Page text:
On Friday afternoon we took the light rail from our hotel near BWI Airport into Baltimore, walked from the Camden Yard station over to the Inner Harbor. The temperature was well into the 70s and it felt like summer had already arrived. we made our way to the Aquarium and, on the way, figured out that the most recent one who had visited it was Sammi, who had been there eight years ago. Laurie and I couldn't place our visits, though they had to have been before 1996 when it was much smaller. There was a lot that wasn't there the last time.
After stopping for Rita's Ices, we headed back to the lightrail station, hoping we would still have time for a visit to Geppi's Entertainment Museum. Despite posted hours of 10 to 6, it was locked up tight when we got there at 5:40.
We then waited for the train, missing one because we were not waiting on the correct platform. As a commuter to New York City for twenty-five years, I guess I've been spoiled by the fact that the Long Island Railroad makes announcements and posts train info on boards around the stations. Not so at the lightrail stations; the display signs told us only that we were at the Camden Yard station and what time it was. So the train came and went before we could get around to it. Further, conductors on other trains that passed through had no idea of the lightrail schedule or even which track we could expect the next train to arrive on.
Despite this, we got back to the hotel, went out for a nice dinner, and relaxed for the evening.
On Saturday morning, our plan was to drive to Washington to visit the newly renovated Ford's Theater Museum, after which we would head around to see the cherry blossoms.
Unlike Friday, the weather was not on our side. It was overcast and only in the 50s, with rain in the forecast for the whole day. In addition, when we got to the Museum at 10:15, all the tickets for the day were gone.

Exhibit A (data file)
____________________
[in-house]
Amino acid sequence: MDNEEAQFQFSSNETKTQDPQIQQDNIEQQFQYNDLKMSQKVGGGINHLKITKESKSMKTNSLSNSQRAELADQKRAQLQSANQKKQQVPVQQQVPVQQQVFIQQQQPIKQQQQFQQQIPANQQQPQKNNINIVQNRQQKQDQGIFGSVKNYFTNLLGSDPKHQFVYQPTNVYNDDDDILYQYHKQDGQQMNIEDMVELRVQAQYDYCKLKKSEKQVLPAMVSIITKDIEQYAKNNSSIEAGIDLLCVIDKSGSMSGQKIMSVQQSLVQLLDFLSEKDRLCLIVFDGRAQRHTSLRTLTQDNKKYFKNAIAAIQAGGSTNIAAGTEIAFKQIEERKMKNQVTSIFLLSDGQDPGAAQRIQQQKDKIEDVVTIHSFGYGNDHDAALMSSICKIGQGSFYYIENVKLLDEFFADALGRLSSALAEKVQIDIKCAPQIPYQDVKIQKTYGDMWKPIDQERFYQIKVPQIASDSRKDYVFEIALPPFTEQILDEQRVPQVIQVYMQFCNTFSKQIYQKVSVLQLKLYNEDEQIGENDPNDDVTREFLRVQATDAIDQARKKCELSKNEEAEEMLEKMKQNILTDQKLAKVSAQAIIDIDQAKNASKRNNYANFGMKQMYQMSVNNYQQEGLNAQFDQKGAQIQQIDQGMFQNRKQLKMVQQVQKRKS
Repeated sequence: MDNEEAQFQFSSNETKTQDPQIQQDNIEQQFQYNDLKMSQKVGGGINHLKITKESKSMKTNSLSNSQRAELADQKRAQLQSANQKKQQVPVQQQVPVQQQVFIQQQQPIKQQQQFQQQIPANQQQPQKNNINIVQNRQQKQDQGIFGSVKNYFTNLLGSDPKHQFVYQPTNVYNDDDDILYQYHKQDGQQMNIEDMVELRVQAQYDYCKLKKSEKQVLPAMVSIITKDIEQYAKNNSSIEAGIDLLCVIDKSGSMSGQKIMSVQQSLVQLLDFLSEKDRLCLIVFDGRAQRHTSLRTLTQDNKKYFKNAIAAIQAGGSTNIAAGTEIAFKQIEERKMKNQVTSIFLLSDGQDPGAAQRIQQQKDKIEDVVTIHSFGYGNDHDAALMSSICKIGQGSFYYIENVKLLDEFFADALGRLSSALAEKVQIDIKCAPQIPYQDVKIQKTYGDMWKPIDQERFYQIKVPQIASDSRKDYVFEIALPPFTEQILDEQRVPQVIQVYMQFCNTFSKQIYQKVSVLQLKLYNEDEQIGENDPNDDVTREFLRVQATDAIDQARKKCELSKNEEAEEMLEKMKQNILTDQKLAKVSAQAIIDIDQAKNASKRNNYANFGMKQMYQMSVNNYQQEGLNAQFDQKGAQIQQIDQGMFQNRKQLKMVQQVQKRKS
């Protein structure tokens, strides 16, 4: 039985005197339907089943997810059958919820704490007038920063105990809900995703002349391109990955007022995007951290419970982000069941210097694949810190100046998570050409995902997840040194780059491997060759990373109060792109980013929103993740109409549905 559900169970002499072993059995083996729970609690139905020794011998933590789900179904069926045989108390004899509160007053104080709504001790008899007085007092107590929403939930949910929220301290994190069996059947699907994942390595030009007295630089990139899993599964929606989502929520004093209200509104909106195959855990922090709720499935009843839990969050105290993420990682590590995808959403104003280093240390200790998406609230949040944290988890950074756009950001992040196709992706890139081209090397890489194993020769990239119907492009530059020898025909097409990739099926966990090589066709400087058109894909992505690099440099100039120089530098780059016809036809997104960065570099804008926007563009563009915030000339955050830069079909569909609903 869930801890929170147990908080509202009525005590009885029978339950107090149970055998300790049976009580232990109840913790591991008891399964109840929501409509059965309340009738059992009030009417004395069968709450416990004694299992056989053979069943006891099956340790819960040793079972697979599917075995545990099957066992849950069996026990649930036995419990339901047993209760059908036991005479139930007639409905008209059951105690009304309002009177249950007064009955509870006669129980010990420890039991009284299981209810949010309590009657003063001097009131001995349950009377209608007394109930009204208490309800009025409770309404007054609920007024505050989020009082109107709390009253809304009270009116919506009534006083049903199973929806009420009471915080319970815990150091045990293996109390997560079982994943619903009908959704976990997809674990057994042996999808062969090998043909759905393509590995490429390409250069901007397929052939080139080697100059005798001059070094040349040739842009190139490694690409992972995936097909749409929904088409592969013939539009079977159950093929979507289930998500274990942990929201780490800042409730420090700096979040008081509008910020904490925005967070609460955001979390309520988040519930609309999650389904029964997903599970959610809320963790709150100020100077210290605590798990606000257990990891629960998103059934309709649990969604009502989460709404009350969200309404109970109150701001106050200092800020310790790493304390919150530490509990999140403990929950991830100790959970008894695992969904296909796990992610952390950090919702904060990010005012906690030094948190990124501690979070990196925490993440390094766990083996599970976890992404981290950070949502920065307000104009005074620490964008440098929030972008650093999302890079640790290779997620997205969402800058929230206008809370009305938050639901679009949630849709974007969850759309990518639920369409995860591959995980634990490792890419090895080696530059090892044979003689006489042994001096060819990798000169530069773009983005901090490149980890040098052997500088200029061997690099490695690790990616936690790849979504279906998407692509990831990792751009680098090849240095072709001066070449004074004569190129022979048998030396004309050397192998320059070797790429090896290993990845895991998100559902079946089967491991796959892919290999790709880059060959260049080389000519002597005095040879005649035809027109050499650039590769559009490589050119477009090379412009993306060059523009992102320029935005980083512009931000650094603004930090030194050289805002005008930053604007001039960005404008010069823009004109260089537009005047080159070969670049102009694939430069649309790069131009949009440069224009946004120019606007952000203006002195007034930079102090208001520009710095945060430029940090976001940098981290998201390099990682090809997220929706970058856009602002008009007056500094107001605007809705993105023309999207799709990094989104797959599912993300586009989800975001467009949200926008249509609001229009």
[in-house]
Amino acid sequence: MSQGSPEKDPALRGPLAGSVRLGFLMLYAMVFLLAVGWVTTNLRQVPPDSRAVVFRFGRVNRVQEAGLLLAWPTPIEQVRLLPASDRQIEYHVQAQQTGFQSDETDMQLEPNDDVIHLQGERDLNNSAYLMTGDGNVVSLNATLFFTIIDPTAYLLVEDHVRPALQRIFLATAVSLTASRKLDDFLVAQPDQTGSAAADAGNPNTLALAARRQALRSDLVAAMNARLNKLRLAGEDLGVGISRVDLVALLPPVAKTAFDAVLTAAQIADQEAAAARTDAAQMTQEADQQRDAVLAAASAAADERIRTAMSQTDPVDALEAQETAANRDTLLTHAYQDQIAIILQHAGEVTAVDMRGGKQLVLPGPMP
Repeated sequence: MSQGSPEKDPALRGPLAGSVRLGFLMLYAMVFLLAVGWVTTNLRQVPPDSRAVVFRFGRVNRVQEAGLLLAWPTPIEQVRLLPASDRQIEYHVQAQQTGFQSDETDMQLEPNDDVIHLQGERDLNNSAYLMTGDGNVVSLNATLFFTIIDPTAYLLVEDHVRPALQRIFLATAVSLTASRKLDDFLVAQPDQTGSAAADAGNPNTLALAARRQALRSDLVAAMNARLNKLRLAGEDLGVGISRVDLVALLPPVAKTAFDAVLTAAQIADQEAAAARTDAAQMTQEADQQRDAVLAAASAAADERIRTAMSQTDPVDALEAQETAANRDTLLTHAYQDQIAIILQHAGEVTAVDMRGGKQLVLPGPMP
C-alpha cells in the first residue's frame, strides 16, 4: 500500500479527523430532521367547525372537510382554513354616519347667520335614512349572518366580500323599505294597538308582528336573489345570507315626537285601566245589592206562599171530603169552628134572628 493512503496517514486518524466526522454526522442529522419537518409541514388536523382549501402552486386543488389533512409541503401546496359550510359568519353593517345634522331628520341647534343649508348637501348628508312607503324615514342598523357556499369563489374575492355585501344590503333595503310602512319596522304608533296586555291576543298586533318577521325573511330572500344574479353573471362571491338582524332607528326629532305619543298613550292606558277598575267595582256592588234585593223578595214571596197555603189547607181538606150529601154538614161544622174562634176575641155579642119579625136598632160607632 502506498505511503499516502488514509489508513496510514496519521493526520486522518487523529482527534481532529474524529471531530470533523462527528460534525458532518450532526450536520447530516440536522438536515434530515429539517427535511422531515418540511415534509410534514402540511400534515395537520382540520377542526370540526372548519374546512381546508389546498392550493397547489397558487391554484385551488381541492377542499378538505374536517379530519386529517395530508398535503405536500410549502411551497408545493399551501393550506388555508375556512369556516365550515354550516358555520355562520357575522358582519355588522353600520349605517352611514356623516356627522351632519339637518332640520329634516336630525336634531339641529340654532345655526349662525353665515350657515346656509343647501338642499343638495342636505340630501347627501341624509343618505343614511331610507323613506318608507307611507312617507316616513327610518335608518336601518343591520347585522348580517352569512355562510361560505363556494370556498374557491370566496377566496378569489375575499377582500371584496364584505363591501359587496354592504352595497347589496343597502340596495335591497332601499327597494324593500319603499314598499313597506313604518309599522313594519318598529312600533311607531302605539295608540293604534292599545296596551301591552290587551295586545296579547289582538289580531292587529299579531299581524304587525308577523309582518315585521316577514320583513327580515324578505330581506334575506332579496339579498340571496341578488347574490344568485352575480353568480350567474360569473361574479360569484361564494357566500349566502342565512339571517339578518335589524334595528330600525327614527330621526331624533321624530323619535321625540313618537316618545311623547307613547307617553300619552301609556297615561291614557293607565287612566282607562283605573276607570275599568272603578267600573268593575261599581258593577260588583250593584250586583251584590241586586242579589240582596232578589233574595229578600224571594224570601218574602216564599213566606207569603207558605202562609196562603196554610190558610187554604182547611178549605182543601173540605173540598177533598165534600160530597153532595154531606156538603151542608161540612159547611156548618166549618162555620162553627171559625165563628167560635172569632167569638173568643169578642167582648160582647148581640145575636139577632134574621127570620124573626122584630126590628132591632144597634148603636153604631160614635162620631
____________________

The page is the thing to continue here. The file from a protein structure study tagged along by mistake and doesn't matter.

Undaunted, we headed to the National Mall, site of the various Smithsonian museums and the monuments. We were well on our way around the tidal basin, admiring the lush pinks and whites of the cherry blossoms, when it started to drizzle. We were armed with umbrellas (thanks to the supply of them Sammi keeps in her car) and soldiered on, making our way to the Martin Luther King and Franklin D Roosevelt monuments.
We stopped to eat our lunch (under our umbrellas) on a park bench overlooking the Korean War Memorial. It seemed fitting since the statues are a troop of soldiers in ponchos making their way up a muddy hill. We then headed to the Lincoln Memorial because, as Sammi said, she "always likes to see the big Lincoln."
The rain was a bit more steady now, so we decided it was time to head indoors into one of the Smithsonian museums, finally agreeing on Air & Space, which we haven't been to in a number of years. It was, not surprisingly, quite crowded.
After a couple of hours visiting exhibits about the Wright Brothers, famous pilots, telescopes, and views of the Earth, we retrieved the car and headed for dinner.
The Sunday plan had been a visit to the National Arboretum, but it was another drizzly gray day and we did not want to make our drive home in damp clothes and shoes, so we bid Sammi farewell and headed off in our opposite directions home.
Some takeaway facts from the weekend:
* While awaiting approval of their patent applications, the Wright Brothers would not let anyone see their planes or their blueprints, nor would they let people witness the flights. Potential customers for their planes had to take their word that they actually worked.
* The statue of Eleanor Roosevelt in the FDR Memorial is positioned so that she is looking across the Tidal Basin at the White House.
* The original cherry trees were given to the United States by Japan in 1912, making this the 100th anniversary of the gift. Those first trees are commemorated by a plaque.
* The price of ices at the Rita's at the Inner Harbor are more than twice what they are at the Rita's in Licanthum.